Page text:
What are the ‘Nepantla’ Poets Reading?
Author: Christopher Soto
October 2, 2015
It’s finally arrived! Nepantla: A Journal Dedicated to Queer Poets of Color launched Issue #2 on Thursday, September 17th. After publishing Issue #2 we asked our contributors to share with everyone what they’re currently reading! Read below to find out what books the QPOC poetry community is talking about!
I rely on reading many poets that navigate writing on themes of gender, race and sexuality that are similar in ways in which I meet the page. For me this means keeping a roster of books to return to such as Dionne Brand’s No Language is Neutral, Saeed Jones’ Prelude to Bruise and Ocean Vuong’s No to name a few. I’m currently reading Morgan Parker’s Other People’s Comforts Keeps Me Up at Night. I am moved by her words, by the honest inner dialogue that sits in the places where unnerving feelings settle. In her poems I find odes to everyday beauty, mistaken as fluff. I find a similar focus in Ross Gay’s Catalog of Unabashed Gratitude. His work runs thick with moments in which an elusive particularity is named almost precisely:
i’m trying to get
to the awkward flock
of flamingoes soaring
somewhere below my navel
in the back of my throat
or the small house
behind my eyes suddenly
I have been feeling deeply empowered and inspired by the movement of Afrofuturist work lately, in the films of Black Radical Imagination and Samuel Delany’s novel Dhalgren, and through rereading Tracy K. Smith’s Life on Mars. These works provide an outlet for me to imagine possible futures, despite the ways in which we, as people of color, are quieted with waiting. In my near completion of Kevin Young’s The Grey Album: On the Blackness of Blackness I have been thinking through what he has named “storying” the necessary fictions we must embody for survival as folks on the margin, and how writing can be the practice of writing yourself into existence.
I’m reading Kim Hyesoon’s Sorrowtoothpaste Mirrorcream, translated by Don Mee Choi. I’ve been thinking a lot about literary lineage lately and realized that I know very little about contemporary Korean poetry. Between this book and the Anxiety of Words anthology (also translated and edited by Don Mee Choi), I’m getting a crash course in contemporary poetry by Korean women writers. Kim Hyesoon’s work is wild, surrealist, and delightfully strange. But as a poet who is very aware of the sonic qualities of poetry, it’s been an interesting challenge to read work in which rhythm hasn’t always translated (or perhaps in which conventions of rhythm aren’t recognizable to me). And yet, Kim’s work is strangely recognizable. It’s been a bit like finding a photo of a distant relative and going, “Oh shit, there’s my nose!” Reading her work has made me feel like I’m not only an Asian American poet, but also part of a diaspora of Korean poetics.
Chistopher, first I would like to thank you for including me in the second issue of Nepantla. Second, with the “what you’re reading” that email that you’d requested a few days ago, I have not been able to sit down and write it because I’m trying to help a friend navigate end of life issues as she makes peace with her cancer…. For support in that arena, I’ve re-read Audre Lorde’s The Cancer Journals. I’ve also been reading Trouble Sleeping by Abdul Ali.
Paul Beatty’s The Sellout plus Fred Moten’s The Feel Trio, plus There Goes My Everything: White Southerners in the Age of Civil Rights by Jason Sokol. I’m on a kick about the structure of race and the actions it protects versus the people it won’t. I dig reading about how certain movements in history went down because it’s just as odd and revolting as when a writer subverts the structure, write a fictitious world-in-which the opposite of history goes down. Also, history itself as an unreliable narrative is something I dig. Fred Moten’s syntax reads like a subversion of memory, and I dig that the most–you can subvert with immense integrity and funk. How he goes “motherfucker I love cars” is a boldness and humor I need to read through all our strange nation’s fool-headed selective memory.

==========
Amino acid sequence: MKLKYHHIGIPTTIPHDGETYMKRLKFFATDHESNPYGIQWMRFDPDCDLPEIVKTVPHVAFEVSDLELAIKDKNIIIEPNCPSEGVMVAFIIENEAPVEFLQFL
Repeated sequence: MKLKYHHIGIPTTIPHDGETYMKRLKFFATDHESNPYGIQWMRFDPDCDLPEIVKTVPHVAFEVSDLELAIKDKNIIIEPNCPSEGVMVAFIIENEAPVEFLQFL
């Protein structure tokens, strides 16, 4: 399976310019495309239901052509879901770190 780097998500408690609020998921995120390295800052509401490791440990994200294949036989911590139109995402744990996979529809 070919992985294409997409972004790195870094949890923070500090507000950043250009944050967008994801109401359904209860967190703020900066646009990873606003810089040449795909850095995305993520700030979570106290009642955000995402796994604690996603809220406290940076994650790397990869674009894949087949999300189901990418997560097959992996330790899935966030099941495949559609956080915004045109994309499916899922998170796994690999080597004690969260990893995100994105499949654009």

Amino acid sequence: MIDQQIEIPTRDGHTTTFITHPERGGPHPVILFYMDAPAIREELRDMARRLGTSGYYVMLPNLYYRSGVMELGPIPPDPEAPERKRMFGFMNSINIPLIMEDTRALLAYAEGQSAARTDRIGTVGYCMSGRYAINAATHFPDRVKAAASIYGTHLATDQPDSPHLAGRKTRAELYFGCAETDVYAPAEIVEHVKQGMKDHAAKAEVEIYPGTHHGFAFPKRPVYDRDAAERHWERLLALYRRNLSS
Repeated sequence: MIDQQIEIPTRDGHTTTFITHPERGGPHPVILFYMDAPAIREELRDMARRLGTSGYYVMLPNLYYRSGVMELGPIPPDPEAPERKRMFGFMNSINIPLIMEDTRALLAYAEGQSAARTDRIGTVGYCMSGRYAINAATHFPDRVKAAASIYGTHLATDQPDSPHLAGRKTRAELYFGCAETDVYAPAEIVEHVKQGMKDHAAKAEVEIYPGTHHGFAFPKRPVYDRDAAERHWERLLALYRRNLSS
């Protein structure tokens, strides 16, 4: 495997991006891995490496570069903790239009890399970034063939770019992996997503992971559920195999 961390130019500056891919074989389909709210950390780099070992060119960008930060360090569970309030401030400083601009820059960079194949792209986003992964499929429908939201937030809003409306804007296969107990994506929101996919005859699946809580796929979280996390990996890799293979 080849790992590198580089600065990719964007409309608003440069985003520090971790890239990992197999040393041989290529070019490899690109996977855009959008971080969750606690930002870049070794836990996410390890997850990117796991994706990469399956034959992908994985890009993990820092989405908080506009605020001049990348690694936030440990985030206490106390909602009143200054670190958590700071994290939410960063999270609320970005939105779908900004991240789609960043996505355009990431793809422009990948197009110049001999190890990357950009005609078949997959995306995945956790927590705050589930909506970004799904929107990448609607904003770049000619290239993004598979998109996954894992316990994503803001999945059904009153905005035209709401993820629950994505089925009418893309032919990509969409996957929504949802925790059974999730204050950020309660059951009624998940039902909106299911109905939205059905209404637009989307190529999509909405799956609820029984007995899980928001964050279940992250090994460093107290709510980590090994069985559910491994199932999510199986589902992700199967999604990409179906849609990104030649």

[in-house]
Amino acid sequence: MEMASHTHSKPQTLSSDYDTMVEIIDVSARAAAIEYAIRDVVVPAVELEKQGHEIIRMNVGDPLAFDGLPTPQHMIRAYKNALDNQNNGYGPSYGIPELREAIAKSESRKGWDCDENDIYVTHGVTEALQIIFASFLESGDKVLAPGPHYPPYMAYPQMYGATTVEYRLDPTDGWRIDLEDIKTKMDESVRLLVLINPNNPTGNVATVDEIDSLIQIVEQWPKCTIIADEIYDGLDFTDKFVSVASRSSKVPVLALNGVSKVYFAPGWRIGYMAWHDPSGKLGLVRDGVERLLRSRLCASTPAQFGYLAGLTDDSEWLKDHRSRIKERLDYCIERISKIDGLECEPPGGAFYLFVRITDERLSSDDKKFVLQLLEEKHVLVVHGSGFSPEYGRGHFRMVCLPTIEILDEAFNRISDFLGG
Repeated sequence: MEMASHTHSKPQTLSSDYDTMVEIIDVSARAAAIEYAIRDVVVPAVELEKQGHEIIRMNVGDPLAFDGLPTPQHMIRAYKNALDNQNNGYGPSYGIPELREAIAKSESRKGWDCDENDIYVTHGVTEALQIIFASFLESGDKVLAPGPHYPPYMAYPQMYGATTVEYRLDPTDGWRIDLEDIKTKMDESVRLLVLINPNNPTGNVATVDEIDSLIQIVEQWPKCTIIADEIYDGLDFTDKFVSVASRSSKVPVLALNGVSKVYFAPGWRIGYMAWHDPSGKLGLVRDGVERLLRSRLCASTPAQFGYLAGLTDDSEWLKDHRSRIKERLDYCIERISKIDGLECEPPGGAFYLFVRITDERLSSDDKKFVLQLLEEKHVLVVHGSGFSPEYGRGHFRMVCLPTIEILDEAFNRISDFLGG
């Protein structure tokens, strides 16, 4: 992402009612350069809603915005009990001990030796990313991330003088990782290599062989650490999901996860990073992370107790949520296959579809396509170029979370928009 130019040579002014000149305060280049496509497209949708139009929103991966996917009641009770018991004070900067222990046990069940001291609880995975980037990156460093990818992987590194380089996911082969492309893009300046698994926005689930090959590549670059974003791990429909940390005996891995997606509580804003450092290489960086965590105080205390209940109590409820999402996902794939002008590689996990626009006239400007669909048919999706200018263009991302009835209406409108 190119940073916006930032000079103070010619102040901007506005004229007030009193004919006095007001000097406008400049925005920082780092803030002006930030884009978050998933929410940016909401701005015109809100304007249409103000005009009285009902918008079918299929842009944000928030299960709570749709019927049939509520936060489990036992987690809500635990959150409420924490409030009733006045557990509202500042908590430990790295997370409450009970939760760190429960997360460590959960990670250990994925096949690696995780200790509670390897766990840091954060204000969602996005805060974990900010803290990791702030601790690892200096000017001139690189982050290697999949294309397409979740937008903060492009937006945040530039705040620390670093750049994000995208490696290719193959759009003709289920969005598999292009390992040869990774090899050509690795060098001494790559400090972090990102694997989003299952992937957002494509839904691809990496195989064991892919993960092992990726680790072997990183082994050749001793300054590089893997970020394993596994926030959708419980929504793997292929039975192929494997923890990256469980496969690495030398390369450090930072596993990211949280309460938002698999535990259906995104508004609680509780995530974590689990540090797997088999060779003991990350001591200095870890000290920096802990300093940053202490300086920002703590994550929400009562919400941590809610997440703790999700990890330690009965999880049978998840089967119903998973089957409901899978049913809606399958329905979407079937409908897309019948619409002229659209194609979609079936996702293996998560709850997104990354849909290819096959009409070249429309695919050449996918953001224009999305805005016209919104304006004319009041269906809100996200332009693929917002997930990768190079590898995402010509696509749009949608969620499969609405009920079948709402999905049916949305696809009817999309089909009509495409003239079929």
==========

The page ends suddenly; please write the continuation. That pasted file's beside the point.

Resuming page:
I’m staying with a couple of friends in a room with at least four bookshelves, so I’ve had a lot of fun browsing through their libraries. I’ve spent a lot of time with Maggie Nelson’s Bluets, and Lucie Brock-Broido’s Stay, Illusion. I just cracked open john mortara’s Some Planet, and started making my way through Fire to Fire, Mark Doty’s new and selected poems. I keep a little mobile library with me which consists of some e-books, some audio books, and whatever I can pack between my backpack and a small cardboard box I keep in my car. Of those books, I’m turning most often to work that helps me think through grief, specifically Kevin Young’s Book of Hours. I’m also listening to an audio book of The Light of the World, which is great because I get to fall asleep having conversations with Elizabeth Alexander and then have vivid dreams that less often pivot around grief and more often help to restore my faith in the possibility of cosmic love. Then there’s Ross Gay. I’m maybe always reading Ross Gay. I’ve been consulting Lace & Pyrite, the letters between Gay and Aimee Nezhukumatathil, as I try keep up my own burgeoning letter writing practice. And of course, I can’t stop reading Catalog of Unabashed Gratitude for the way the poems can hold love and joy and gratitude and grief and anger simultaneously and without contradiction.
Right now, I’m not reading much of anything because I’m trying to keep my mind clean, trying to listen to myself. Its been murky lately so I’m trying to push away other people’s voices. Mostly what I have been doing is “The Artists Way,” a twelve-week course for artists. It’s been really helpful for me in distinguishing the difference between false confidence and real confidence. I have also been teaching myself Urdu, which I think is a really important thing for me in terms of getting back in touch with my heritage and family and resisting assimilation into America. Its been really fun to do it–I’ve spent many years being daunted by the prospect of teaching myself a new language. But I just decided that I didn’t care anymore and have been trying and its been really rewarding. I am also beyond excited for Nate Marshall’s new book, Wild Hundreds.